The acquisition is still subject to regulatory approval, however it would transfer all customers and assets of Tata Consumer Mobile businesses to Bharti Airtel. It wouldn’t necessarily be considered one of the major players in the Indian space, but Bharti will still bolster its ranks by an additional 40 million customers. Not a bad bit of business considering all past liabilities and dues to be settled by Tata.

“This is a significant development towards further consolidation in the Indian mobile industry and reinforces our commitment to lead India’s digital revolution by offering world-class and affordable telecom services through a robust technology and solid spectrum portfolio,” said Sunil Bharti Mittal, Chairman of Bharti Airtel.

“The acquisition of additional spectrum made an attractive business proposition. It will further strengthen our already solid portfolio and create substantial long-term value for our shareholders given the significant synergies.”

The merger would include assets in the 1800, 2100 & 850 MHz bands, as well as the right to use Tata’s existing fibre infrastructure. This is where Bharti will have to fork out a bit more cash however, as it would undertake a small portion of the unpaid spectrum liability.

It’s a rumour which has been around for a while, as Tata never really got going in the Indian mobile space. Aside from being a side-player in the prolonged battle between Jio and Bharti, it has also been battling minority shareholder NTT Docomo in a $1.2 billion dispute. This was an argument which was settled a few months back, but it would appear Tata just wants clear of the raging consumer mobile war. Might not be a bad move considering how slim the profit margins are looking.

While consolidation will certainly help Bharti fight back against Jio, you have to wonder whether the consumer is going to get the sharp end of the stick. Tata is just the latest brand to disappear, with Telenor exiting in February and Vodafone merging with Idea; you have to start wondering whether there are going to be enough providers around to offer variety in the second most populated country in the world.

Bharti looks to Korea for inspiration

Bharti Airtel might be involved in a drawn-out mobile slugfest with Jio, but a partnership with SK Telecom could offer a bit of breathing room for the under-pressure operator.

The partnership will work across several areas including developing bespoke software to improve Airtel’s network experience, using digital technology including machine learning, big data and building customized tools to improve network planning based on every customer’s device experience. Leaning on the experience of the facilitator of one of the worlds most advanced digital economies is not a bad idea.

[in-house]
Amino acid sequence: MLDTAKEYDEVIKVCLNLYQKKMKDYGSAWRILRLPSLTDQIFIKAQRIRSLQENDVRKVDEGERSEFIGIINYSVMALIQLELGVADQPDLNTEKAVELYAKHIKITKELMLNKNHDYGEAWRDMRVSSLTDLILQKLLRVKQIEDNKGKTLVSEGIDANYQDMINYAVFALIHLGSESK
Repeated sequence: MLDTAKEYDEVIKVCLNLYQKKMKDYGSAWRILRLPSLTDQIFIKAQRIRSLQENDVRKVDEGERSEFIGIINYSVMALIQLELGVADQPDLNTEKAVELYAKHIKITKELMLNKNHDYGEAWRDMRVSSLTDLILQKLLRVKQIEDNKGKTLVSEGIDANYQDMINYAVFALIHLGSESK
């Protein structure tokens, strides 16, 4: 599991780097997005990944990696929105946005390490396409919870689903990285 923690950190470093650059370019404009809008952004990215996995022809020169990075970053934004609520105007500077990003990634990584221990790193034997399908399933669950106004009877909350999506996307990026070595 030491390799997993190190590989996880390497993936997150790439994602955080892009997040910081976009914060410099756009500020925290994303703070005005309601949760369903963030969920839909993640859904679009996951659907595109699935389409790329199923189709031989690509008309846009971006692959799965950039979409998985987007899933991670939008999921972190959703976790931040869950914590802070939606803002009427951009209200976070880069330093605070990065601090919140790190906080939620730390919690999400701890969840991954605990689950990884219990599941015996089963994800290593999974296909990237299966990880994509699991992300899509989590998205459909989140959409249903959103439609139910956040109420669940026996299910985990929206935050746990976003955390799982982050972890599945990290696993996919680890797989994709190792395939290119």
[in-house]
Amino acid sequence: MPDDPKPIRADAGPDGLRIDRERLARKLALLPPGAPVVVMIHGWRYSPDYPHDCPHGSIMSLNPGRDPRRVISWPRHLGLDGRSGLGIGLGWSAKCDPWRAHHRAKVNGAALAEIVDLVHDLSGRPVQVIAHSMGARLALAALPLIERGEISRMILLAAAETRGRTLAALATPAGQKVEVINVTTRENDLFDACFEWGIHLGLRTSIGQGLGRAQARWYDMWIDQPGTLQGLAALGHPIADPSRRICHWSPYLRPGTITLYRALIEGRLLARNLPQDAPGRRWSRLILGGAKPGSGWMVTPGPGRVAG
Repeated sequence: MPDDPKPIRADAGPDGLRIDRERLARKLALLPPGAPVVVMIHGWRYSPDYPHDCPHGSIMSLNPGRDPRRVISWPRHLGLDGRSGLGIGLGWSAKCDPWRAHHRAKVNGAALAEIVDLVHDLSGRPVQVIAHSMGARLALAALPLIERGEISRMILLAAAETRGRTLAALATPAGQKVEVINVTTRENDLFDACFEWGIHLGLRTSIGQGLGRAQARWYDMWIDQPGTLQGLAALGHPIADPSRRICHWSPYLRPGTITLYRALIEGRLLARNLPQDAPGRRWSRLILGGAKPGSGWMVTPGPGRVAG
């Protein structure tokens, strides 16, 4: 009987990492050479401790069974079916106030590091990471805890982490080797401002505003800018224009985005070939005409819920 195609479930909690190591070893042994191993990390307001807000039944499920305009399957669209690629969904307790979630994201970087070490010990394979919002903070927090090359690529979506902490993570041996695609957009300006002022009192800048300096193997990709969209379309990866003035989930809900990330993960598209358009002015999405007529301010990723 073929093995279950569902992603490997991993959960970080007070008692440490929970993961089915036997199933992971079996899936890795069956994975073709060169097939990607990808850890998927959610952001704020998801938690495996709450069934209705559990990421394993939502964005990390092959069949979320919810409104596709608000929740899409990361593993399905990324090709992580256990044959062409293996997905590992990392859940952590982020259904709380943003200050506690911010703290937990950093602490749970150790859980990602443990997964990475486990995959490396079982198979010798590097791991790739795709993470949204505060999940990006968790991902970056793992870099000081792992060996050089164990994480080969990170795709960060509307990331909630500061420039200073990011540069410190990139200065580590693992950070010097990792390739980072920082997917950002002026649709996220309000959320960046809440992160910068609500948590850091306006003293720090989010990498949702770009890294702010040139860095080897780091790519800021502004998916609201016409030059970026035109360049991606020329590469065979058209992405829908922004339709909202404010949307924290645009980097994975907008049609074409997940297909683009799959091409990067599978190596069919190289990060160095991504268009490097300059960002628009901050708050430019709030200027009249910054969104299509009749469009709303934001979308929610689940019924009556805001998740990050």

“This partnership will bring a dramatically improved experience to Airtel customers in India by leveraging the expertise of a company that has built one of the best mobile broadband networks in the world,” Said Sunil Bharti Mittal, Chairman of Bharti Airtel.

“Strong partnerships have been a hallmark of Airtel’s growth journey and we are proud to have always looked ahead to bring the latest technology to India. With SK Telecom’s clear and undisputed leadership in technology, this is one partnership that will decisively change the game in India and put the country at par with the most advanced broadband nations in the world.”

Perhaps Bharti investors do not have the same poker face as Jio billionaire owner Mukesh Ambani, but this would appear to be a play for quality over quantity; Jio can continue to offer more, but our mobile broadband experience will be better, Bharti seems to be saying. It’s an interesting choice to make, and one which has split the masses for decades. Some will want more (or cheaper in this case), but some will want a better experience.

The two companies will also collaborate on an on-going basis to evolve standards for 5G, Network Functions Virtualization (NFV), Software-defined Networking (SDN) and Internet of Things (IoT), while also working together to build an ecosystem to deliver the technologies in India.

“SK Telecom will work closely with Bharti to achieve new network innovations so as to deliver a greater value to Bharti’s customers,” said Park Jung-ho, CEO of SK Telecom.

Bigger or better, the age-old question.